Authors: Maged N Kamel Boulos

    Citation: International Journal of Health Geographics 2005 4:22

    Content type: Editorial

    Published on:

  34. After its first detection in North America in New York in 1999, West Nile virus was detected for the first time in 2002 in the province of Quebec, Canada. This situation forced the Government of Quebec to adop...

    Authors: Pierre Gosselin, Germain Lebel, Sonia Rivest and Monique Douville-Fradet

    Citation: International Journal of Health Geographics 2005 4:21

    Content type: Methodology

    Published on:

  35. Population health planning aims to improve the health of the entire population and to reduce health inequities among population groups. Socioeconomic factors are increasingly being recognized as major determin...

    Authors: Agricola Odoi, Ron Wray, Marion Emo, Stephen Birch, Brian Hutchison, John Eyles and Tom Abernathy

    Citation: International Journal of Health Geographics 2005 4:20

    Content type: Research

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  36. The purpose of this study is to examine the spatial and population (e.g., socio-economic) characteristics of low birthweight using two different cluster estimation techniques. We compared the results of Kulldo...

    Authors: Esra Ozdenerol, Bryan L Williams, Su Young Kang and Melina S Magsumbol

    Citation: International Journal of Health Geographics 2005 4:19

    Content type: Methodology

    Published on:

  37. West Nile Virus has quickly become a serious problem in the United States (US). Its extremely rapid diffusion throughout the country argues for a better understanding of its geographic dimensions. Both 2003 an...

    Authors: Daniel A Griffith

    Citation: International Journal of Health Geographics 2005 4:18

    Content type: Research

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  38. Plasmodium vivax malaria reemerged in the Republic of Korea in 1993, with more than 2,000 cases reported in the northwestern part of the country over the last 10 years. To better assess the risk of malaria transm...

    Authors: Ratana Sithiprasasna, Won Ja Lee, Donald M Ugsang and Kenneth J Linthicum

    Citation: International Journal of Health Geographics 2005 4:17

    Content type: Research

    Published on:

  39. Spatial analyses and ecological studies are essential for epidemiology and public health. The present study combining these two methods was performed to identify spatial clusters of selected types of cancer in...

    Authors: Yoshiharu Fukuda, Masahiro Umezaki, Keiko Nakamura and Takehito Takano

    Citation: International Journal of Health Geographics 2005 4:16

    Content type: Research

    Published on:

  40. Childhood asthma is a significant public health problem in the United States and evidence is accumulating regarding the contribution from traffic and ambient air pollution. This study is a companion piece of a...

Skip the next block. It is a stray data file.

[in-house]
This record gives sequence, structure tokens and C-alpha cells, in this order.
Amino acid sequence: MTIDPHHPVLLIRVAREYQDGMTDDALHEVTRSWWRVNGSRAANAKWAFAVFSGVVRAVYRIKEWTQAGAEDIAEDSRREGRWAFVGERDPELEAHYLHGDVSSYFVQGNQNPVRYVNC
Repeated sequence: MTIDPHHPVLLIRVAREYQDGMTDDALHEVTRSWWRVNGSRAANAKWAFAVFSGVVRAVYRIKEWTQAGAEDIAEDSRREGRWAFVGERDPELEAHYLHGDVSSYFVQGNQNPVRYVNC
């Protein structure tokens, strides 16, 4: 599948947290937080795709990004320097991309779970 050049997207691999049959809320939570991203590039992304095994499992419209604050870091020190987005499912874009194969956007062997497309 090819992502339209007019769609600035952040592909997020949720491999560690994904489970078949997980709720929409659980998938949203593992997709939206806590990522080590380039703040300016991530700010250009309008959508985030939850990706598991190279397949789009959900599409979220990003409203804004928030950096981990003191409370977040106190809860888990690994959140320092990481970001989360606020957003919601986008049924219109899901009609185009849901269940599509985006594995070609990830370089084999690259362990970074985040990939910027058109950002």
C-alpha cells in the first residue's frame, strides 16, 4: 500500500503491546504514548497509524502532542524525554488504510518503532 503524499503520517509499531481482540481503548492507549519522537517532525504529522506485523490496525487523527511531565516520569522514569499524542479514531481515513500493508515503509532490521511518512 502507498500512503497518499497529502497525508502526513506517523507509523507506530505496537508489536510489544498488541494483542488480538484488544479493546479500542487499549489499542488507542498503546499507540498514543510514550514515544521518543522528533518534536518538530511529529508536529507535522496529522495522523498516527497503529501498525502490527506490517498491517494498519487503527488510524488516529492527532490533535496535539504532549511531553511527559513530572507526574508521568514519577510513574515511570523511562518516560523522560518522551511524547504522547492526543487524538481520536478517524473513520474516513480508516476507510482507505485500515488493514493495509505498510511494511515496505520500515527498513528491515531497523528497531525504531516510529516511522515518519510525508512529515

Authors: Tonny J Oyana and Patrick A Rivers

    Citation: International Journal of Health Geographics 2005 4:14

    Content type: Research

    Published on:

  41. Vector-borne diseases are the most dreaded worldwide health problems. Although many campaigns against it have been conducted, Dengue Fever (DF) and Dengue Haemorrhagic Fever (DHF) are still the major health pr...

    Authors: Kanchana Nakhapakorn and Nitin Kumar Tripathi

    Citation: International Journal of Health Geographics 2005 4:13

    Content type: Research

    Published on:

  42. Spatial filtering using a geographic information system (GIS) is often used to smooth health and ecological data. Smoothing disease data can help us understand local (neighborhood) geographic variation and eco...

    Authors: Mohammad Ali, Jin-Kyung Park, Vu Dinh Thiem, Do Gia Canh, Michael Emch and John D Clemens

    Citation: International Journal of Health Geographics 2005 4:12

    Content type: Methodology

    Published on:

  43. The spatial scan statistic proposed by Kulldorff has been applied to a wide variety of epidemiological studies for cluster detection. This scan statistic, however, uses a circular window to define the potentia...

    Authors: Toshiro Tango and Kunihiko Takahashi

    Citation: International Journal of Health Geographics 2005 4:11

    Content type: Methodology

    Published on:

  44. Most analyses of spatial clustering of disease have been based on either residence at the time of diagnosis or current residence. An underlying assumption in these analyses is that residence can be used as a p...

    Authors: Daikwon Han, Peter A Rogerson, Matthew R Bonner, Jing Nie, John E Vena, Paola Muti, Maurizio Trevisan and Jo L Freudenheim

    Citation: International Journal of Health Geographics 2005 4:9

    Content type: Research

    Published on: